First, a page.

evacuated 250 Syrian Armenians to date. Sushan Karapetian, a
representative of the NGO who greeted the family at Zvartnots, said
another 100 Syrian Armenians will be flown to their ancestral homeland
"We have received more than 600 [immigration] applications and are now
considering them," said Karapetian. "The number of people willing [to
relocate to Armenia] is larger. But for the moment we can receive only
this many people with funds provided by our benefactors."
The Yerevan resident Karine Yarmaloyan and her husband are among those
sponsors. They have rented an apartment in the Armenian capital where
the Galustians will live for the next six months.
"We just thought that if they have no relatives in Armenia we should
definitely cover their initial expenses," Yarmaloyan told RFE/RL's
Armenian service ( after welcoming the Syrian Armenian
family in her house. She said she will treat Kohar and her husband
"like my sister and brother."
Up to 20,000 Syrian Armenians have taken refuge in Armenia since the
outbreak of the Syrian conflict.
Armenia manufactures military rockets with up to 90km effective range 
13 October, 2016 
YEREVAN, OCTOBER 13. The “65 military factory” Armenian company is
manufacturing rockets (unguided munition), with a 70-90 km range of
During the ArmHitec-2016 international arms expo, representative of
the company Rafik Soghomonyan presented their production.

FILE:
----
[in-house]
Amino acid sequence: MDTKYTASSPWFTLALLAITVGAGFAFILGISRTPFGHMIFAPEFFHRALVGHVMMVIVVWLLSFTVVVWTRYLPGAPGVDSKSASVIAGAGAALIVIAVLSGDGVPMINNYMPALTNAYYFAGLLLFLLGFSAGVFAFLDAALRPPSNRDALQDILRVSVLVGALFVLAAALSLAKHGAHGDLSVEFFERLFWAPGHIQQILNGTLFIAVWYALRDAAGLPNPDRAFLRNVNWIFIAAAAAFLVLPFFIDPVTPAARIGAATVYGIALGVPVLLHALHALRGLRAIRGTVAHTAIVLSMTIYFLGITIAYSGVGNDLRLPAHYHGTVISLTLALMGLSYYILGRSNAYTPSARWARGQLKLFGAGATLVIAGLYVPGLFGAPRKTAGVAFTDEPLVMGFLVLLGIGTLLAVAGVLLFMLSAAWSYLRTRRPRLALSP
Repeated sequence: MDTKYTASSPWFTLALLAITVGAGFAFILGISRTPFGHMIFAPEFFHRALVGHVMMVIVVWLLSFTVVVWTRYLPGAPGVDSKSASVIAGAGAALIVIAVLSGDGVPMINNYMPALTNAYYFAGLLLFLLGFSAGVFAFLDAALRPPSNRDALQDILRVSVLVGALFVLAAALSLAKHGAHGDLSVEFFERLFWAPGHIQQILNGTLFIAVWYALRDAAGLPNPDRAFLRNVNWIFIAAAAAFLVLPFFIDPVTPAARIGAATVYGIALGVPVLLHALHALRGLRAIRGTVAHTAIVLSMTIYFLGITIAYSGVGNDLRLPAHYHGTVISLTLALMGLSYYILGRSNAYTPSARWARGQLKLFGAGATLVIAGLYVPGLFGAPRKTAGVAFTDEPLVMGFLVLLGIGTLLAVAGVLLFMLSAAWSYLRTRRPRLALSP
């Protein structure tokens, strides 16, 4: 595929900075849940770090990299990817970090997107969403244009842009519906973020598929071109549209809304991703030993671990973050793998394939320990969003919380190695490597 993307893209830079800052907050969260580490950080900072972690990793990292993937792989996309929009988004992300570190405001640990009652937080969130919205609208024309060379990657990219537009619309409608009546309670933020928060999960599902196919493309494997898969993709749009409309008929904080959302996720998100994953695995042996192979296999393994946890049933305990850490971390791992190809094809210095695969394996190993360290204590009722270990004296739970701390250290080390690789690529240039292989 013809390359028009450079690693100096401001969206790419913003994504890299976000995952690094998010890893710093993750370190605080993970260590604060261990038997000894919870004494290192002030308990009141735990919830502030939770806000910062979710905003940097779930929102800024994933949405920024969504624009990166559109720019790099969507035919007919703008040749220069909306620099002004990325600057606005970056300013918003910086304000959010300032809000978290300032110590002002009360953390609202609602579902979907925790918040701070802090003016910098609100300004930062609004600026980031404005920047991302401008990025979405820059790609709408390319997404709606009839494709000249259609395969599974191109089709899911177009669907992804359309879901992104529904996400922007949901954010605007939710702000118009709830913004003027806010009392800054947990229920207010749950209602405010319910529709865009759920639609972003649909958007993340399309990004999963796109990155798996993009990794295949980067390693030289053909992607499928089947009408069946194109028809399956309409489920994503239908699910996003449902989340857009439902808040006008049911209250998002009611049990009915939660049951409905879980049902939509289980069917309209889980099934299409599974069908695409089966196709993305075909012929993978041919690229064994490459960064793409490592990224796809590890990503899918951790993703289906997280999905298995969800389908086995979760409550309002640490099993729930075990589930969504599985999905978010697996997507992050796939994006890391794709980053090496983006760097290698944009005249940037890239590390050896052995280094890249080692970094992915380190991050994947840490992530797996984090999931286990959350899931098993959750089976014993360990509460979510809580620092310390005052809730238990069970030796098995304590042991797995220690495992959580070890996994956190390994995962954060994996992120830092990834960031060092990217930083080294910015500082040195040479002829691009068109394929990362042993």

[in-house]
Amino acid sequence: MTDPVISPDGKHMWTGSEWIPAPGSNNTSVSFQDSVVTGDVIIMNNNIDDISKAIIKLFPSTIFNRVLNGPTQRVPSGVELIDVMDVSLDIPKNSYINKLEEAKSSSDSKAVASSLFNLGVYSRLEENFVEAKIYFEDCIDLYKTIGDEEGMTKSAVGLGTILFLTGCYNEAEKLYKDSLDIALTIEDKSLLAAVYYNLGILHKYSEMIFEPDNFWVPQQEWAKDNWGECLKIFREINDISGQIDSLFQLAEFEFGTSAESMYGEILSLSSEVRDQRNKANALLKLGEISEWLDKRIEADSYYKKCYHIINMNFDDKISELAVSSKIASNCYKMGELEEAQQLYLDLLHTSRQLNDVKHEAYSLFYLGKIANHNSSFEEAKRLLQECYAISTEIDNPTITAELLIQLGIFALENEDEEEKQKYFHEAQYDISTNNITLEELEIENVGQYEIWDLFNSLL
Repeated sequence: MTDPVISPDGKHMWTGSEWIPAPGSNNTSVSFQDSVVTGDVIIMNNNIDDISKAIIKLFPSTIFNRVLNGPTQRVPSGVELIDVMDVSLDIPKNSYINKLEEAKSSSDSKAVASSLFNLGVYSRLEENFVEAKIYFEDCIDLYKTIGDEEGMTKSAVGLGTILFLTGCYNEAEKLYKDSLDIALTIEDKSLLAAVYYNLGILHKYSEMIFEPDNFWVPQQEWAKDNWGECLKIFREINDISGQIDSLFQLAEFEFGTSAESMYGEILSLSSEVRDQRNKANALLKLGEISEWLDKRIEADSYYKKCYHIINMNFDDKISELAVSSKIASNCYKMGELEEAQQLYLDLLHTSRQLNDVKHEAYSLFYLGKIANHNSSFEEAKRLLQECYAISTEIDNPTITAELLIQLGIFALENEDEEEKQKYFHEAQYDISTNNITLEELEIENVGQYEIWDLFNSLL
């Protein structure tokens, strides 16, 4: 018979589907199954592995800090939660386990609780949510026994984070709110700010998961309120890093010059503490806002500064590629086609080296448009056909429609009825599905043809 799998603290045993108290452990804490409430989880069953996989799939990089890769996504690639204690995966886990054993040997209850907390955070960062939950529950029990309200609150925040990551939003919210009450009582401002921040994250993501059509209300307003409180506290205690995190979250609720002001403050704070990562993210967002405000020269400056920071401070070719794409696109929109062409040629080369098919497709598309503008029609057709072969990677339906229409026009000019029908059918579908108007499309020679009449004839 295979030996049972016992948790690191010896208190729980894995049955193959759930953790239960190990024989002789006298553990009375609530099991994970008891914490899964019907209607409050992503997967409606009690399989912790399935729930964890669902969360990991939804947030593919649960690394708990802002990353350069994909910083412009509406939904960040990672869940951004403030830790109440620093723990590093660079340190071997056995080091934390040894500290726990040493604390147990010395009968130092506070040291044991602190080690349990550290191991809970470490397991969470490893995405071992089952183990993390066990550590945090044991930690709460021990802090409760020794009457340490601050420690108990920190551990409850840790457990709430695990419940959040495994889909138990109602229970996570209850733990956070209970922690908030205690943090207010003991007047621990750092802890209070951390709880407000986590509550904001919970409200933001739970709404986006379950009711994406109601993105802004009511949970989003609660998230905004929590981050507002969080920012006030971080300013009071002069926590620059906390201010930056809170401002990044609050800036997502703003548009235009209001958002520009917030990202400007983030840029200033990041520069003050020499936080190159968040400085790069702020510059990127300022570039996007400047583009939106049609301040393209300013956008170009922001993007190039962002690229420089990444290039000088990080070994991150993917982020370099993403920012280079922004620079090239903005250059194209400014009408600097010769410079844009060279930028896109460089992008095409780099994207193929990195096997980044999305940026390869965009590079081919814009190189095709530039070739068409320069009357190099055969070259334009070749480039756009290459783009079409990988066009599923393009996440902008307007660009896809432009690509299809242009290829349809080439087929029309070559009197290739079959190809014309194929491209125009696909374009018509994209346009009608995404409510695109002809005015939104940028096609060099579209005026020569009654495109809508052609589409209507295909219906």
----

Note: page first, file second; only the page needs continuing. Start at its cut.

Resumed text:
“We also produce rockets, which has a range of 10 kilometers. It can
be fired from a military aircraft as well as from surface. 20 rockets
can be loaded on a aircraft for one sortie”, Soghomonyan said. 
The company also manufactures training bombs, which are designed for
“We also produce various parts, which are designed for artillery,
grenade launchers, machine guns and handguns”, he said. He said the
company is owned by the Defense Ministry.
Some sniper rifles of Armenian production used in Armenian Armed 
13 October, 
2016 YEREVAN, OCTOBER 13. Armenian arms producing company “Garni – Ler”
produces sniper rifles, some of which are used by the Armenian army.
During the ArmHitec-2016 international arms expo, representative of the
company Vachik Saghatelyan stated that all the parts of the rifles are
manufactured in Armenia with the exception of the optical devices.
“Our sniper rifles aim in a distance up to 1000 meters, while a 100%
targeting distance ranges from 400 to 800 meters depending on the type
of the weapon”, Saghatelyan said. 
The company also produces parts for different arms that are mainly
demanded for the repair of the weapons of the army. “Our company also
repairs various weapons. When the army needs to repair some weapons, we
do that, and for that reason we produce different parts necessary for
that work”, Vachik Saghatelyan clarified.
 Another employee of the company, who preferred to remain unidentified,
introduced the training grenade launcher. “Our army needed this very
much. We designed the weapon in a year and now the demand of the army
is met”, the company employee said, clarifying that the advantage of
this weapon is that servicemen learn to use a grenade launcher not
with live ammunition, that are rather expensive, but training ones that
cost 3 cents. 
The employees of the company declined the rumors that allegedly the
barrels of Armenian made weapons are curved during shooting.
A Journey of Activism: Garo Paylan’s Quest for Justice
By Dickran Khodanian
October 12, 2016
BELMONT, Mass—A little over a century ago, Armenian lawyer and writer 
Krikor Zohrab was a member of the Ottoman Parliament where he vehemently